geatornez82 5 months ago
I didn't know Ted Cassidy all that well, but when I found out he voiced the Hanna-Barbera character Frankenstein Jr., I was a bit floored, considering all I ever heard out of Lurch was grunts, groans, and "you rang?" I don't know why it surprised me, it just did. I also think he provided the opening narration for "The Atom Ant Show" (which was also a Hanna-Barbera production) but I'm not positive on that.
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CaptainDunsel Jon 5 months ago
[loud buzz]
No. But thanks for playing!
Well, as no one seems to have recognized it, this was Ted Cassidy as "Isiah" in the Gene Roddenberry produced 1974 TV pilot "Planet Earth". He would have played one of a team from an advanced society, lead by John Saxon as "Dylan Hunt", traipsing around 21st century Earth helping to rebuild a post-apocalyptic world.
JERRY6 CaptainDunsel 5 months ago
looks like they used old star trek costume on him
CaptainDunsel JERRY6 5 months ago
That's not surprising. The costume designer on PE was William Ware Theiss, who had been the designer on the original Star Trek series, as well as later the designer on Star Trek: The Next Generation
JHP 5 months ago
in my top 5 fav characters in all tv:)
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stephaniestavr5 JHP 5 months ago
Correction, there should be a "," after "it," not "mentioned."
That's Atom Ant the cartoon, in case you weren't sure what I was talking about. Also, there should be a "," after "it," not "mentioned." Wanted to correct this, so the Grammar Police, {aka Wiseguy,} doesn't "arrest" me again.
JHP was actually talking about an English singer named Stuart Leslie Goddard, better known as Adam Ant. I know him from watching MTV in the '80s. He had a top 20 song called "Goody Two Shoes".
musicman37 Peter_Falk_Fan 3 months ago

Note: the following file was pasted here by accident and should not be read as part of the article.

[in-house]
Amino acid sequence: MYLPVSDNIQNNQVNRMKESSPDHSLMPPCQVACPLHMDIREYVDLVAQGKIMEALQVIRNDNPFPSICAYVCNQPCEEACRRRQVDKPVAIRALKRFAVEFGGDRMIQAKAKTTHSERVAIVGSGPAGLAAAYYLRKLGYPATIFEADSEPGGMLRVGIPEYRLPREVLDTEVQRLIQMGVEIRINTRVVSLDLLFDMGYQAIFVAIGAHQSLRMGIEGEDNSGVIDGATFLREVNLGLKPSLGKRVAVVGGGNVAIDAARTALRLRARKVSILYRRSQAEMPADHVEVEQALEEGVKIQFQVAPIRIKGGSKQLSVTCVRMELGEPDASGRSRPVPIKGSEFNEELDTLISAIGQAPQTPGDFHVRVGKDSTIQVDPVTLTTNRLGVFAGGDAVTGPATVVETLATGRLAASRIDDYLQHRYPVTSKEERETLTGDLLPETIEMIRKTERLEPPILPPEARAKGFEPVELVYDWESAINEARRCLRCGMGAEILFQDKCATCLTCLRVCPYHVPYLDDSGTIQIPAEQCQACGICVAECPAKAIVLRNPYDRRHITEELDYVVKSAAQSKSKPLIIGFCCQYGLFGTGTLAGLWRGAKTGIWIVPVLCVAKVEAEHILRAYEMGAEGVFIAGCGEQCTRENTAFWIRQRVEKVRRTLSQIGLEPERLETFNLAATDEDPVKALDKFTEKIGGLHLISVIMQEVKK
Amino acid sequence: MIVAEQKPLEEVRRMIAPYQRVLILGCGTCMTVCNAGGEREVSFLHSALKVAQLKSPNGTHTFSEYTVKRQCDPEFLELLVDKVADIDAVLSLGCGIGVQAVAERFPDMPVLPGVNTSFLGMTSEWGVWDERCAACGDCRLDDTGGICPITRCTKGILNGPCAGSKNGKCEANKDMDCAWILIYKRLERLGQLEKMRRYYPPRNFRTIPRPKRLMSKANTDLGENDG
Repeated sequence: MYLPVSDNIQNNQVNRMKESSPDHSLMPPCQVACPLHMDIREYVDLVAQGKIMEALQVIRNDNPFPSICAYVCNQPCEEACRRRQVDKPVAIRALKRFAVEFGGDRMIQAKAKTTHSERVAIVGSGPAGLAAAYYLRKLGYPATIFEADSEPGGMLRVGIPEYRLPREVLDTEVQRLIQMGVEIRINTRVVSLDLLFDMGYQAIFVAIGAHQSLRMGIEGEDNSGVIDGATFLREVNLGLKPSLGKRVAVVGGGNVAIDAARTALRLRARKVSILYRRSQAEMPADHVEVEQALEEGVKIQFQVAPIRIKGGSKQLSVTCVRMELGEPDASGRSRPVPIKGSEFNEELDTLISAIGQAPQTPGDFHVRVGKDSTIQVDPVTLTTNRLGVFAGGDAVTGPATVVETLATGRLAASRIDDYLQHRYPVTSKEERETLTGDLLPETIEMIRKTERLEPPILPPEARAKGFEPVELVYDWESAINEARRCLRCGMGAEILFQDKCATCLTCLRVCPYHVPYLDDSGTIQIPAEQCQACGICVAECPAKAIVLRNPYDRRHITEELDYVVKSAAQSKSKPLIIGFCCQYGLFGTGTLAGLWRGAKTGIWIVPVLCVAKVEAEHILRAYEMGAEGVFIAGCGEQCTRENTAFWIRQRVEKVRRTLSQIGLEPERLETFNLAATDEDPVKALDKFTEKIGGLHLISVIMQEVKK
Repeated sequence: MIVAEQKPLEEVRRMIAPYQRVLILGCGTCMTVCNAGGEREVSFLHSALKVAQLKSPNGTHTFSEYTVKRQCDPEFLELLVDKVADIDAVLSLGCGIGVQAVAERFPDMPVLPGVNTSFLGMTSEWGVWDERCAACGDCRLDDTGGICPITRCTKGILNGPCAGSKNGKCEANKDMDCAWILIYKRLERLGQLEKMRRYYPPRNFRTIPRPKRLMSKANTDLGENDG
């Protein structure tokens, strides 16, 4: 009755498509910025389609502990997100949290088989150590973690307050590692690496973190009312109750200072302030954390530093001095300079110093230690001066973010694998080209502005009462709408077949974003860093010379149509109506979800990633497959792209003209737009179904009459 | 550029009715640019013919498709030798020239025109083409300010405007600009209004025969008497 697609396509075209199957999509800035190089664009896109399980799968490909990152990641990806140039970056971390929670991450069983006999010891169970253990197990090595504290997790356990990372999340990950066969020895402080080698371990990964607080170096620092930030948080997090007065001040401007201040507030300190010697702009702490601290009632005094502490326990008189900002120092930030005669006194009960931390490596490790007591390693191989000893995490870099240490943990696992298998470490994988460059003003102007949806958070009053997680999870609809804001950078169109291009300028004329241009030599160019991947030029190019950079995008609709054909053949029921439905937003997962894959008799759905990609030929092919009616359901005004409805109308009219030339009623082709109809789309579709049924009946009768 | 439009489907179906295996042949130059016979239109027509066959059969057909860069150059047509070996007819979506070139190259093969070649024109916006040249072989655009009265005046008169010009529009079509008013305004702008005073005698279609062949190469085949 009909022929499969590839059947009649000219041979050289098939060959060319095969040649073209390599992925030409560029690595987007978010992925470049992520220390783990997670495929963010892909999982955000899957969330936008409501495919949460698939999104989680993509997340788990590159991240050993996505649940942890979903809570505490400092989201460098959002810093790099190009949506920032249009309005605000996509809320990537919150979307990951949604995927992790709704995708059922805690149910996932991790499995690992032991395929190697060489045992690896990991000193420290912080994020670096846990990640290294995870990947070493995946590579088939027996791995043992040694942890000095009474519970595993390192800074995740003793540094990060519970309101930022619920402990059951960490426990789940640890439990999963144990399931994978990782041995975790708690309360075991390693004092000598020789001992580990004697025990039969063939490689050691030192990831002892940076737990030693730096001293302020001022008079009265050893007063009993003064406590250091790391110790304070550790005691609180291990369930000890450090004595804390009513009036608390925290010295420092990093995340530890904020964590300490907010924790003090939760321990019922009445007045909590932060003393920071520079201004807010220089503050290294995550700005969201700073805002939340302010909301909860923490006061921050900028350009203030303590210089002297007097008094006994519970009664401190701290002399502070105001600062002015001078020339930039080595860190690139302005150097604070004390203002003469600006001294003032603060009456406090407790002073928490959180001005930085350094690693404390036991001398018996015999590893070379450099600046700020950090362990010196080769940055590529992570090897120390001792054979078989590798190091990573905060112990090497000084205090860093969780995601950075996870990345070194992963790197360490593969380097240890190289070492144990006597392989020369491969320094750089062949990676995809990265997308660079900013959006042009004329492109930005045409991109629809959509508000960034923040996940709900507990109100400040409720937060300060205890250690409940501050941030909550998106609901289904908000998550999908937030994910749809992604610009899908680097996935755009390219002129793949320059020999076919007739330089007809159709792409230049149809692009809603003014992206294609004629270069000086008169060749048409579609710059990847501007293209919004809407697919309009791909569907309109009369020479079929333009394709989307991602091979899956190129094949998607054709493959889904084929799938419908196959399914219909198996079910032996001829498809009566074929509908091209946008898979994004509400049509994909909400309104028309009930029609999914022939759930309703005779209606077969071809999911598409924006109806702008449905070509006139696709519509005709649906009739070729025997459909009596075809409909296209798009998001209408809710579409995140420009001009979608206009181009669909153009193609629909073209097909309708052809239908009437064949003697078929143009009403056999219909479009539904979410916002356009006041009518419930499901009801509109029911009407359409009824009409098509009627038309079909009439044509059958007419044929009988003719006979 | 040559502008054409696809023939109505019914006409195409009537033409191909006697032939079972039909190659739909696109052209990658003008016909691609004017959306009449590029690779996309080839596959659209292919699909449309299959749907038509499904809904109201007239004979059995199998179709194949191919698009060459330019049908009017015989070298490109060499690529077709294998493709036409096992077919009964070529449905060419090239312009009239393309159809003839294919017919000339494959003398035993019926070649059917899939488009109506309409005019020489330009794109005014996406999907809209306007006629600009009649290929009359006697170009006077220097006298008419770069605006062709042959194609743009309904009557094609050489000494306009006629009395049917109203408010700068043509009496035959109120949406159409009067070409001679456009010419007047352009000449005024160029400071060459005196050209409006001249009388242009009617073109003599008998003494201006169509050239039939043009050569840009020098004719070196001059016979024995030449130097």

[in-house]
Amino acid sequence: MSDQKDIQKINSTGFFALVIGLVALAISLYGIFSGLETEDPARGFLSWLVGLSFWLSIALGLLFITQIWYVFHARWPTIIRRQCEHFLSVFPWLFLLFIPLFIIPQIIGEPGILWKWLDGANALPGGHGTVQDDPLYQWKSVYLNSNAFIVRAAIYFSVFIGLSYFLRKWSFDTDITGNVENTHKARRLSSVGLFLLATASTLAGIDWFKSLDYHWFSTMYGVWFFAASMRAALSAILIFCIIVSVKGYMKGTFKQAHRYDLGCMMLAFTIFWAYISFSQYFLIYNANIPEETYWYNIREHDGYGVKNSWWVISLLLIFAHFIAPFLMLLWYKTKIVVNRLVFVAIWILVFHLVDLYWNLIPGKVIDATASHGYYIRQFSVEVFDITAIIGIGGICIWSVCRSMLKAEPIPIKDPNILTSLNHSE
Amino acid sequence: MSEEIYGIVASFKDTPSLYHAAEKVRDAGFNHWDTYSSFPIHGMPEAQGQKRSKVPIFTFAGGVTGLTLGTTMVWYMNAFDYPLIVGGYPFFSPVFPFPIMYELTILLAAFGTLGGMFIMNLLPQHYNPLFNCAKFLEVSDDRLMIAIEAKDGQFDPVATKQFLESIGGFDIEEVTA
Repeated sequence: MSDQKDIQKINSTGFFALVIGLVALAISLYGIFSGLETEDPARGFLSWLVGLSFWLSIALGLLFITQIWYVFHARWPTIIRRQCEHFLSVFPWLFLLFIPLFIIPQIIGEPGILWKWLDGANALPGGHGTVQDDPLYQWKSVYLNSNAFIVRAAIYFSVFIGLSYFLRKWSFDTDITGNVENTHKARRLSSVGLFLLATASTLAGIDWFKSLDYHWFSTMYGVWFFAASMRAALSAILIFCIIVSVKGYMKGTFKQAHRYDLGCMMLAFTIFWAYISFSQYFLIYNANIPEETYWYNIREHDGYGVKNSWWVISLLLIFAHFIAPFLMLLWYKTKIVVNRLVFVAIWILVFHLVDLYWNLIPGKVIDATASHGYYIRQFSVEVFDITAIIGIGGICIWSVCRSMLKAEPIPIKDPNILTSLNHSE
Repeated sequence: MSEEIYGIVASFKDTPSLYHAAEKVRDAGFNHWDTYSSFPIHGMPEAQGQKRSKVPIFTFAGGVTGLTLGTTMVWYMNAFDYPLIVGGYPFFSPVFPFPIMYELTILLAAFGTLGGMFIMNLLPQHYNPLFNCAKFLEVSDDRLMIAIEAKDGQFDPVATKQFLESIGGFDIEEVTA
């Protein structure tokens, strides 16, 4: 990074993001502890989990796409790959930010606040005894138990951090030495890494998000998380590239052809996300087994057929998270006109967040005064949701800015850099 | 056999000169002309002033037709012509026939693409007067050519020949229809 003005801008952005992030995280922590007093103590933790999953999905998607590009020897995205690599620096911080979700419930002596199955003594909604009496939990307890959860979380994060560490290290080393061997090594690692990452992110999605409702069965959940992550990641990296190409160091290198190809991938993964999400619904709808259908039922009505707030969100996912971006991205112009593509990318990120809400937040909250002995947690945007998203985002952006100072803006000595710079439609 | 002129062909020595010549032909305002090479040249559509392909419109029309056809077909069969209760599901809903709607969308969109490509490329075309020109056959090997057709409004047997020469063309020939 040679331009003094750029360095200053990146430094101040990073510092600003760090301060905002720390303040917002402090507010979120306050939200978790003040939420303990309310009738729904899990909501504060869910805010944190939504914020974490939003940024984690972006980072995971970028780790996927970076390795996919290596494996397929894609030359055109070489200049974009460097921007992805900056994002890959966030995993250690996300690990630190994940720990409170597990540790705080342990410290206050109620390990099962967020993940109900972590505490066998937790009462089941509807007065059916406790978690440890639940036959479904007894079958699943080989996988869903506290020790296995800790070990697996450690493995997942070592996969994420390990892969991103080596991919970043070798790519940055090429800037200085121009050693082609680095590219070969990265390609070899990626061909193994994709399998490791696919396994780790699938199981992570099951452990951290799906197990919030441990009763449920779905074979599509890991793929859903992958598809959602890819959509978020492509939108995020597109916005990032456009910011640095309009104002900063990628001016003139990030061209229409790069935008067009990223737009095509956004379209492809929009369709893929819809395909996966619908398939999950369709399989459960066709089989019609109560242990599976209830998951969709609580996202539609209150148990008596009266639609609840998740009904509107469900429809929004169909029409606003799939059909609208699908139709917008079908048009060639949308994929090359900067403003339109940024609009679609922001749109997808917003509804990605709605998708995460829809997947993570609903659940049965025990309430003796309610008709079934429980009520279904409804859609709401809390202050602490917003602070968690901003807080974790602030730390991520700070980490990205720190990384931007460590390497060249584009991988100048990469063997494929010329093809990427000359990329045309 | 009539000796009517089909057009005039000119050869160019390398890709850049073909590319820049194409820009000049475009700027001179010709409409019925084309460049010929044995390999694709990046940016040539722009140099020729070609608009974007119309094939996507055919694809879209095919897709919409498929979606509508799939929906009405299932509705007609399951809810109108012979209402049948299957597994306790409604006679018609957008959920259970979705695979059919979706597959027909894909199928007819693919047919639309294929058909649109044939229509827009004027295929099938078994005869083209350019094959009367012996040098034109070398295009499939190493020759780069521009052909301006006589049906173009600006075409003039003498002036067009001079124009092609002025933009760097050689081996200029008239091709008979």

It wasn't a very good joke, but what surprises me is that stephanie didn't get it!
CaptainDunsel 5 months ago
Does anyone know who any of the "five other actors" were?
I read that Ted's son, Sean, recollected that Abe Vigoda was cast as Lurch. Sean's Aunt Carol ( Ted's sister ), met the casting director and got Ted an audition where he improvised "You rang?". Every one laughed and Ted got the part as Lurch. If you google "Abe Vigoda as Lurch", you will see a hit where Sean told the story on facebook.
Jon Peter_Falk_Fan 5 months ago
I've read that Abe Vigoda was about 6'6" in height, so he'd certainly be tall enough to play Lurch, though he was a bit shorter than Ted Cassidy.
tadlem 5 months ago
Ted Cassidy was a very accomplished organist, yet never played the organ on the show.
tadlem 5 months ago
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Rrtracks57 tadlem 5 months ago
It was not a organ that was played on.the show. It was a harpsichord ....🎹🎹🎹
dbalius 5 months ago
The episodes featuring Lurch were always my favorite. Even in others (like when he was sent to fetch Cousin Itt in Itt’s room) Ted made the most of his appearance.
Pinky561 5 months ago
Ted was by far the best character on the show!! No one else could played that role like he did...
Ric 5 months ago
Greetings. Mr. Cassidy left an indelible mark on my generation In many wonderful ways. He was a "Force" to be reckoned with. Mr. Cassidy is already missed. GOD Bless.
musicman37 Ric 3 months ago
"Already missed"??? He's been gone since the mid 70s!!
sputnik_57 5 months ago
My favorite Addams episode starring Lurch is "Lurch the Teenage Idol".
It was cool how his "singing"...or rather a moaning mumbling...was driving the kids wild.
justjeff 5 months ago
A sidebar from that Ted Cassidy news article about being suspended for playing in Kissimmee...

In that article about the player suspensions, it mentions a Jim Yonge. I'm betting he was related to the late Roby Yonge, a popular Florida-born DJ who spent years on Miami's WQAM. Roby later got to broadcast on WABC in NY, but got dismissed for starting the "Paul is Dead" rumor...

I knew Roby... he was a sweet guy, if not a bit self-destructive. He landed on then-WMYQ in the 1970s and I helped him do a "tag team" commercial for a rock concert at the old Sportatorium in Broward Couty (I used to hang around WMYQ back in 1972)... One day his sister was visiting him from upstate and came by the station to visit him... Boy, was she a knockout back then!
UTZAAKE 5 months ago
Ted Cassidy was the midday disc jockey on Dallas' WFAA (now KLIF) AM 570 right before his move to Hollywood. He was pressed into service to help out with the station's JFK assassination coverage.

He's no longer Stetson University's most famous athlete. That would have to be the New York Mets' Jacob deGrom.
Peter_Falk_Fan 5 months ago
"Weeks later, the phone rang." Did anyone else picture him answering the phone saying, "You rang?" Lurch was my favorite on the show.
Joe 5 months ago
"If I'm up for a part if, I'm asked to play something, I really worry what I'm going to be because they always make fellows like me the big dumb galoot, the oaf who doesn't know anything, who trips over himself. We are apparently idiots, all big men...."
-- Ted Cassidy